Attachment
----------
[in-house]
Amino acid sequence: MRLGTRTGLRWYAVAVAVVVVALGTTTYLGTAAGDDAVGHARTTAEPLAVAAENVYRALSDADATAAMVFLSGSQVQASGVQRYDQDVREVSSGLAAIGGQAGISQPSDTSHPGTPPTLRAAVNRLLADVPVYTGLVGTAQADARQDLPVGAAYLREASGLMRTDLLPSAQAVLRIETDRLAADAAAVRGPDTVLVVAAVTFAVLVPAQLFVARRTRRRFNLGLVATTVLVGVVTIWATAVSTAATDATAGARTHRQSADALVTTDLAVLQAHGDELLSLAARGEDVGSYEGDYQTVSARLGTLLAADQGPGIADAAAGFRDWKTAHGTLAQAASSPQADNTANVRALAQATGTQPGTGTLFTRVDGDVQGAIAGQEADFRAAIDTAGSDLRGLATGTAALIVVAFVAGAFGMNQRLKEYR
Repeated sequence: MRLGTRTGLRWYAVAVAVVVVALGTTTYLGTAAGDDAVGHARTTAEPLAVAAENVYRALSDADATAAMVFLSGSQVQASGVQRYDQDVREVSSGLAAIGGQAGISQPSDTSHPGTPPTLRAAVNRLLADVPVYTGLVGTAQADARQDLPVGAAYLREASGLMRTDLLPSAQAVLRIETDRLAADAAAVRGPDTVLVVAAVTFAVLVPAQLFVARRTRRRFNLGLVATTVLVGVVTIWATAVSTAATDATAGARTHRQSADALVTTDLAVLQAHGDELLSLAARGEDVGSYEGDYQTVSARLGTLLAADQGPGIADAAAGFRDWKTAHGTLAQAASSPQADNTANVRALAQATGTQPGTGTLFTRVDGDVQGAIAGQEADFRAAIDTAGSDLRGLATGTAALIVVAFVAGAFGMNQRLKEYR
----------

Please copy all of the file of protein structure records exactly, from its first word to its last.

[in-house]
Amino acid sequence: MRLGTRTGLRWYAVAVAVVVVALGTTTYLGTAAGDDAVGHARTTAEPLAVAAENVYRALSDADATAAMVFLSGSQVQASGVQRYDQDVREVSSGLAAIGGQAGISQPSDTSHPGTPPTLRAAVNRLLADVPVYTGLVGTAQADARQDLPVGAAYLREASGLMRTDLLPSAQAVLRIETDRLAADAAAVRGPDTVLVVAAVTFAVLVPAQLFVARRTRRRFNLGLVATTVLVGVVTIWATAVSTAATDATAGARTHRQSADALVTTDLAVLQAHGDELLSLAARGEDVGSYEGDYQTVSARLGTLLAADQGPGIADAAAGFRDWKTAHGTLAQAASSPQADNTANVRALAQATGTQPGTGTLFTRVDGDVQGAIAGQEADFRAAIDTAGSDLRGLATGTAALIVVAFVAGAFGMNQRLKEYR
Repeated sequence: MRLGTRTGLRWYAVAVAVVVVALGTTTYLGTAAGDDAVGHARTTAEPLAVAAENVYRALSDADATAAMVFLSGSQVQASGVQRYDQDVREVSSGLAAIGGQAGISQPSDTSHPGTPPTLRAAVNRLLADVPVYTGLVGTAQADARQDLPVGAAYLREASGLMRTDLLPSAQAVLRIETDRLAADAAAVRGPDTVLVVAAVTFAVLVPAQLFVARRTRRRFNLGLVATTVLVGVVTIWATAVSTAATDATAGARTHRQSADALVTTDLAVLQAHGDELLSLAARGEDVGSYEGDYQTVSARLGTLLAADQGPGIADAAAGFRDWKTAHGTLAQAASSPQADNTANVRALAQATGTQPGTGTLFTRVDGDVQGAIAGQEADFRAAIDTAGSDLRGLATGTAALIVVAFVAGAFGMNQRLKEYR